The Oakland Museum is offering a $12,000 reward for the return of a valuable gold-and-quartz jewel box that was stolen from the Gold Rush exhibition in the museum's popular Gallery of California History this week, less than two months after the museum lost gold nuggets and other artifacts in another burglary. Police believe the same man is responsible, based on surveillance video footage from the museum and similarities between the two crimes. A San Francisco goldsmith created the jewel box in the 1800s, reportedly as an anniversary present from a California pioneer to his wife. The Oakland Museum is only the latest to be targeted in a series of recent robberies of Gold Rush-related items, which are not only worth their weight in gold, but rich in history as well.
Both times the thief struck at night, breaking into the Oakland Museumthrough a locked door leading to an outdoor garden. The goods stolen last November 12 included gold nuggets (worth thousands of dollars) and other items. This week, his target was a jewel box made of quartz and gold, the size of a small shoebox and weighing about three pounds. Ornamentation on the box depicts scenes of early pioneer life in California. The box, worth an estimated $800,000, had been in the Oakland Museum’s collection since the 1960s, and was kept inside a Plexiglas box rigged with an alarm.
Oakland police say there are “striking similarities” between the two burglaries, and that museum surveillance camera footage indicates that the same man was responsible for both crimes. Museum director Lori Fogarty, who called the jewel box “a treasure of our collection,” pointed out that the thief may have been motivated by the high price of gold (currently selling at about $1,657 an ounce). In addition, Gold Rush-related memorabilia is valuable to collectors because of its importance to the history of California, and of the nation.
Gold fever was sparked in California in early 1848, after New Jersey carpenter James Wilson Marshall found nuggets of gold in the American River at Sutter’s Mill, near Coloma. By August of that year, some 4,000 would-be gold miners had arrived in the area. In 1849, some 40,000 pioneers showed up in San Francisco by boat, while about that same number traveled in wagon trains along the overland route to California. The massive influx of gold-seekers put California statehood on the fast track, and it was admitted to the Union as part of the Compromise of 1850. All told, some $2 billion worth of gold was extracted from the California soil during the Gold Rush, which peaked in 1852 and trailed off by the mid-1850s.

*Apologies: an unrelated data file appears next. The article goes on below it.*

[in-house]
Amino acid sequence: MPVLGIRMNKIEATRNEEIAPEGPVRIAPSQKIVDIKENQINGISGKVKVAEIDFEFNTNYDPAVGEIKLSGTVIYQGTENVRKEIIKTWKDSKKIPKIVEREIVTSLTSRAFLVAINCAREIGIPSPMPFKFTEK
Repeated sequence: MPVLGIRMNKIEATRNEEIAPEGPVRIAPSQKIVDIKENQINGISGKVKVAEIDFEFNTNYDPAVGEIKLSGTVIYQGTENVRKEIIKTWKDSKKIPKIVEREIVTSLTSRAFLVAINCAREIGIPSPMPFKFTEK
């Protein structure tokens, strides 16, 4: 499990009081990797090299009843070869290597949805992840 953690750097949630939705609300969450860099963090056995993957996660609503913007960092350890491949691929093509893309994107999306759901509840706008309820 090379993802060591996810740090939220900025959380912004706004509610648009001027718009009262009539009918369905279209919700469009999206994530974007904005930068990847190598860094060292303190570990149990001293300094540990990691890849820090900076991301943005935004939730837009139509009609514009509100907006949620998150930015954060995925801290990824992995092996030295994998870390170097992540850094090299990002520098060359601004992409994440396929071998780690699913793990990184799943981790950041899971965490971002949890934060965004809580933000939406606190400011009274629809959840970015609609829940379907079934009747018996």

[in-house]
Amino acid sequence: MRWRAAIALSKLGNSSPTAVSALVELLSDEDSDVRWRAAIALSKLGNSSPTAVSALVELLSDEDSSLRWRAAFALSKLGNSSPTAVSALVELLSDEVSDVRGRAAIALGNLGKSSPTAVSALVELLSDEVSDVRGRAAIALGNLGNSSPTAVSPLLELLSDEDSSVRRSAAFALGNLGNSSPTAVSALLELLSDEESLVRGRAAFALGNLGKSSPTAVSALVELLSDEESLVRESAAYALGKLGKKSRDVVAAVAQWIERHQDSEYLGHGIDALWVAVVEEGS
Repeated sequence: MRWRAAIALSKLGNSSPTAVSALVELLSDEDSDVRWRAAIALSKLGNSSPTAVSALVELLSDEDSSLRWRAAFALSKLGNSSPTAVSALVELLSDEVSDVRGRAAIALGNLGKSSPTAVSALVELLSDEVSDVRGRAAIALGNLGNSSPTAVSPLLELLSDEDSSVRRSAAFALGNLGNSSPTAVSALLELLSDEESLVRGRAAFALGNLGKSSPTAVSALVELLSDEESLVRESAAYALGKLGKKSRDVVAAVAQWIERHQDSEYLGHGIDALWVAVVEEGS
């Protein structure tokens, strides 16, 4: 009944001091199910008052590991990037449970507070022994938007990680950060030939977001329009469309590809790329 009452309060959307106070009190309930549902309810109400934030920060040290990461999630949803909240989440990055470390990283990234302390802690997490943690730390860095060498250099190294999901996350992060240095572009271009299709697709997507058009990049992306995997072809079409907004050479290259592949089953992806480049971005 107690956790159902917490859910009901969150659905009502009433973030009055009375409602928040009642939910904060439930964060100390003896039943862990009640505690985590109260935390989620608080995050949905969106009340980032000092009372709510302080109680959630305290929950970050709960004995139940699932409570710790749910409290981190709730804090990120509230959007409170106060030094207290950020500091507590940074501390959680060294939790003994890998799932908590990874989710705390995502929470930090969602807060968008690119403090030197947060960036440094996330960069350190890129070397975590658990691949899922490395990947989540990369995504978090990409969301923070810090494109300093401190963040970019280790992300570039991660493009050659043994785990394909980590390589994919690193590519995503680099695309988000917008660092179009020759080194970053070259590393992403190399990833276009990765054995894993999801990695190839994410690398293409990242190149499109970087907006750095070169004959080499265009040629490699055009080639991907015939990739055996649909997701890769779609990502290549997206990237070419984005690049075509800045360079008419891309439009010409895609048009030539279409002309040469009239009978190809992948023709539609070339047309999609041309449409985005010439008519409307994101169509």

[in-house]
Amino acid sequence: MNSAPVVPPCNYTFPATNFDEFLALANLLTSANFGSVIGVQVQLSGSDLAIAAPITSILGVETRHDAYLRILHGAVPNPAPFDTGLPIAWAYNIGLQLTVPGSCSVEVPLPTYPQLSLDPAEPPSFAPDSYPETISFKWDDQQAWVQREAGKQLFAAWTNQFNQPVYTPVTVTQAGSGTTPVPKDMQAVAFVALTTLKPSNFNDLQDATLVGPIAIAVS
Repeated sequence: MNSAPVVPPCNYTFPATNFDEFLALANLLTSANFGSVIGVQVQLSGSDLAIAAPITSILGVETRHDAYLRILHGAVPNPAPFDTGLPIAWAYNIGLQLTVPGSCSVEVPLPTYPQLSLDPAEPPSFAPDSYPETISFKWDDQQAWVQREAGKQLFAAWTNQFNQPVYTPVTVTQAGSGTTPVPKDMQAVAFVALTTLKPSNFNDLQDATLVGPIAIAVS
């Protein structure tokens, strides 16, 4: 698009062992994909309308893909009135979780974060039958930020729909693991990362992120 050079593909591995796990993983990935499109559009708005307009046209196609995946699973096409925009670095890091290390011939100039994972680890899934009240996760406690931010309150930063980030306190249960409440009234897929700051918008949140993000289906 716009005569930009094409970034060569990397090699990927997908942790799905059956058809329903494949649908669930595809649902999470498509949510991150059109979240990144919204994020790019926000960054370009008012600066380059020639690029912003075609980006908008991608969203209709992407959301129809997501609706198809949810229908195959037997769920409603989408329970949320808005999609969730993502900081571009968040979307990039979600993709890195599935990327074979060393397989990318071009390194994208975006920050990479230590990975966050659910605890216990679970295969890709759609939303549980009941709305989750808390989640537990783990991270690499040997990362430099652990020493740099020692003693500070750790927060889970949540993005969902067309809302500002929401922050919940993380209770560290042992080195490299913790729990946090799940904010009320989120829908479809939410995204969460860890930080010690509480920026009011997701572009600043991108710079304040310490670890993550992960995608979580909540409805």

The Oakland thefts are only the latest in a string of Gold Rush-related robberies. In September 2012, a group of thieves wielding pickaxes struck the California State Mining and Mineral Museum in Mariposa. Their haul included some $1.3 million worth of gold nuggets, gems and artifacts. Four people have been arrested and charged in the case. The previous February, burglars made off with large pieces of gold from a display case at the Siskiyou County Courthouse in Yreka. Both sites are located in the heart of California’s Gold Country: Mariposa was founded as a mining camp, while an important discovery of gold near Yreka in 1851 led to an expansion of the Gold Rush from the Sierra Nevada into northern California.
Because the most recent stolen object—the jewel box—is so distinctive, Lori Fogarty and others expect the thief will have difficulty if he tries to sell it. For her part, Oakland’s Mayor Jean Quan issued a public plea for the box’s safe return “to the people of Oakland,” as the museum’s collection is held in public trust by the city.